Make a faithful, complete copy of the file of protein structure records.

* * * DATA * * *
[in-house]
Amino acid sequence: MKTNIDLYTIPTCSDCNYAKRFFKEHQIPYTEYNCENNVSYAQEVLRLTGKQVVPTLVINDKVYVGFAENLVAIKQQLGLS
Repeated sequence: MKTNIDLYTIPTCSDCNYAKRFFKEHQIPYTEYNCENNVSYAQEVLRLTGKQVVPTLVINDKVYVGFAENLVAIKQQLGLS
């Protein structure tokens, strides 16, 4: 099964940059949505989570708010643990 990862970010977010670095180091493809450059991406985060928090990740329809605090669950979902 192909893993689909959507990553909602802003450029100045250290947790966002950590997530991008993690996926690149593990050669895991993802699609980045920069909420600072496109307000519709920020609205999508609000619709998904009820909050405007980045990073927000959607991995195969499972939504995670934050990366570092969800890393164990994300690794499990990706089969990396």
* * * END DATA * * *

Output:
[in-house]
Amino acid sequence: MKTNIDLYTIPTCSDCNYAKRFFKEHQIPYTEYNCENNVSYAQEVLRLTGKQVVPTLVINDKVYVGFAENLVAIKQQLGLS
Repeated sequence: MKTNIDLYTIPTCSDCNYAKRFFKEHQIPYTEYNCENNVSYAQEVLRLTGKQVVPTLVINDKVYVGFAENLVAIKQQLGLS
């Protein structure tokens, strides 16, 4: 099964940059949505989570708010643990 990862970010977010670095180091493809450059991406985060928090990740329809605090669950979902 192909893993689909959507990553909602802003450029100045250290947790966002950590997530991008993690996926690149593990050669895991993802699609980045920069909420600072496109307000519709920020609205999508609000619709998904009820909050405007980045990073927000959607991995195969499972939504995670934050990366570092969800890393164990994300690794499990990706089969990396």